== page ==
I have an error using a Maven plugin with Java 19 specifically. Java 18 is working fine. How could I solve this issue?
I’m running within a Docker container on Centos 7.9.2009. When testing within the same container on Ubuntu 20.0 – kernel 5.15.0-52-generic, it works without issue.
The stacktrace is the following.
Caused by: java.io.IOException: Function not implemented Oct 28 12:12:49 at sun.nio.ch.FileChannelImpl.transferFrom0 (Native Method) Oct 28 12:12:49 at sun.nio.ch.FileChannelImpl.transferFromDirectlyInternal (FileChannelImpl.java:804) Oct 28 12:12:49 at sun.nio.ch.FileChannelImpl.transferFromDirectly (FileChannelImpl.java:833) Oct 28 12:12:49 at sun.nio.ch.FileChannelImpl.transferFrom (FileChannelImpl.java:935) Oct 28 12:12:49 at org.codehaus.plexus.util.FileUtils.doCopyFile (FileUtils.java:1077) Oct 28 12:12:49 at org.codehaus.plexus.util.FileUtils.copyFile (FileUtils.java:1049)
Apache Maven 3.8.6 (84538c9988a25aec085021c365c560670ad80f63) Java version: 19, vendor: Eclipse Adoptium, runtime: /opt/java/openjdk OS name: "linux", version: "3.10.0-1160.76.1.el7.x86_64", arch: "amd64", family: "unix"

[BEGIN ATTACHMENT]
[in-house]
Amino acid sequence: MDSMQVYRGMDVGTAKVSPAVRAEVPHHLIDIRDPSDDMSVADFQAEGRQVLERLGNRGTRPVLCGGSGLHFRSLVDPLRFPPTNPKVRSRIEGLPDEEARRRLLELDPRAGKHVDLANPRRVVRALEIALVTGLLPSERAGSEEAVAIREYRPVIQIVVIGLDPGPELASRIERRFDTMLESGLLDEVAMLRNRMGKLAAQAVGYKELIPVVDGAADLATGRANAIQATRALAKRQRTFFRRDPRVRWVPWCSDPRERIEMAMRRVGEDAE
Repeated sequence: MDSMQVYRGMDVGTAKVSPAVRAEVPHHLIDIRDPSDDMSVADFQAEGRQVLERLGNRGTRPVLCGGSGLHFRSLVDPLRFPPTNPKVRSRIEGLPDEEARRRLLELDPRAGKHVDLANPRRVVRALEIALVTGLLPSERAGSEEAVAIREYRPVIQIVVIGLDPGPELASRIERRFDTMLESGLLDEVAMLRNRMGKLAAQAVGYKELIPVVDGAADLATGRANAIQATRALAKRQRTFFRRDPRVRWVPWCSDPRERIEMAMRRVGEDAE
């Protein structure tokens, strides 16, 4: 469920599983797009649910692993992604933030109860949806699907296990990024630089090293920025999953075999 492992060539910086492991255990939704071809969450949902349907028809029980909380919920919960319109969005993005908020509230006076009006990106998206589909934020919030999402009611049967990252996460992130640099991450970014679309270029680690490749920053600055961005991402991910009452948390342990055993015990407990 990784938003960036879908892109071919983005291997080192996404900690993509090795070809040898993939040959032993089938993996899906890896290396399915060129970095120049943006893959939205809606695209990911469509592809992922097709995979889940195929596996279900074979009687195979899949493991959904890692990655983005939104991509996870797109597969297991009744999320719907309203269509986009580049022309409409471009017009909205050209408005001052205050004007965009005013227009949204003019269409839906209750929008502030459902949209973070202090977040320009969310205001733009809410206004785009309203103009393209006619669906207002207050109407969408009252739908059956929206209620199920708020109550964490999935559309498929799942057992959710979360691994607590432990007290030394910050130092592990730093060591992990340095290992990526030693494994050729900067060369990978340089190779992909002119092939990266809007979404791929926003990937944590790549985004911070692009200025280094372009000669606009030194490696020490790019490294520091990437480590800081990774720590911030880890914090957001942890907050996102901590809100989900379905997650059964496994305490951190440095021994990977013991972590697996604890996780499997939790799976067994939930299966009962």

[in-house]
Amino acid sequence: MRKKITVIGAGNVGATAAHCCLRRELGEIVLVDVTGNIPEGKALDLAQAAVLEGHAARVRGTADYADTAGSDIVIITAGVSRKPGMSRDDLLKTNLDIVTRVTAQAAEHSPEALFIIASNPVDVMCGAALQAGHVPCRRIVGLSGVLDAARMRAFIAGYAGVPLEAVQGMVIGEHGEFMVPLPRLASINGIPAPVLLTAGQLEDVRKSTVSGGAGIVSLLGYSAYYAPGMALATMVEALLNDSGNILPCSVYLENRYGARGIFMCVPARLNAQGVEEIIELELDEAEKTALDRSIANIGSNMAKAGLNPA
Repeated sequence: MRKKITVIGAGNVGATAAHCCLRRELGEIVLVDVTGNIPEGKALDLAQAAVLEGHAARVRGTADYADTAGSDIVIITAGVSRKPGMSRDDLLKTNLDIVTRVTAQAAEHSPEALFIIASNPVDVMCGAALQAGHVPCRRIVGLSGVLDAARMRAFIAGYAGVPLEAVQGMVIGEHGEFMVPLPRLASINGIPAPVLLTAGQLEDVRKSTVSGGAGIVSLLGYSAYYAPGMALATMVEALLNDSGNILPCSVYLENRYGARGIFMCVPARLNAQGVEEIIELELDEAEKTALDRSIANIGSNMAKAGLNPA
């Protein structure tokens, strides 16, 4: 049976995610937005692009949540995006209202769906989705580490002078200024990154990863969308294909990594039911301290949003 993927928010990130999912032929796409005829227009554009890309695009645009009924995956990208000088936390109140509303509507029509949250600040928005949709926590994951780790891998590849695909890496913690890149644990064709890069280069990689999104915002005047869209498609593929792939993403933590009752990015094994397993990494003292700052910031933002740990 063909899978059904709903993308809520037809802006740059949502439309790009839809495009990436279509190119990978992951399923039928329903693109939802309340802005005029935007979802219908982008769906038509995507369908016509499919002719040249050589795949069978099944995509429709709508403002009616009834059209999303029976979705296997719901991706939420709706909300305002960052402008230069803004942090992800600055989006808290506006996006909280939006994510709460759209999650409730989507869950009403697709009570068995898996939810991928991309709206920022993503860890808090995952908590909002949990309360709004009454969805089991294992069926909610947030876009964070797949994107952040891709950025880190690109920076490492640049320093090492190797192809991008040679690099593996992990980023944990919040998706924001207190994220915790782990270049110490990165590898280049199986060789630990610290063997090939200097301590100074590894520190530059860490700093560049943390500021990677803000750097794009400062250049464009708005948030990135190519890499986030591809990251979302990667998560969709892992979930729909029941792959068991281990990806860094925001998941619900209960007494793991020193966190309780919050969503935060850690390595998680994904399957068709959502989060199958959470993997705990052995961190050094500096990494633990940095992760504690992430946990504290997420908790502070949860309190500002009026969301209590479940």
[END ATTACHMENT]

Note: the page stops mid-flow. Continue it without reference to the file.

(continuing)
I was curious so I dug into the matter. It seems my original comment is right: your kernel version is too early for this specific function:
FileChannelImpl.transferFrom0is implemented here
- it first checks if
my_copy_file_range_funcis non-null and returns
IOS_UNSUPPORTEDotherwise (which is probably what happens).
my_copy_file_range_funcis apparently initialized here by looking for the symbol
- According to this man page that system call was added to the Linux kernel 4.5, but is emulated in userspace by glibc since 2.27.
Linux 4.5 was released in March 2016 and glibc 2.27 in February 2018.
Since the libc is in fact provided by the container, when it’s used (note that a musl-based container like Alpine might have other requirements) it should be sufficient to make sure that your container contains a glibc version that’s newer than 2.27.
Note that a userspace emulation of that function will not provide the zero-copy efficiency gain that a real kernel implementation can provide (i.e. it will be slower than running on a more recent kernel).
Answered By – Joachim Sauer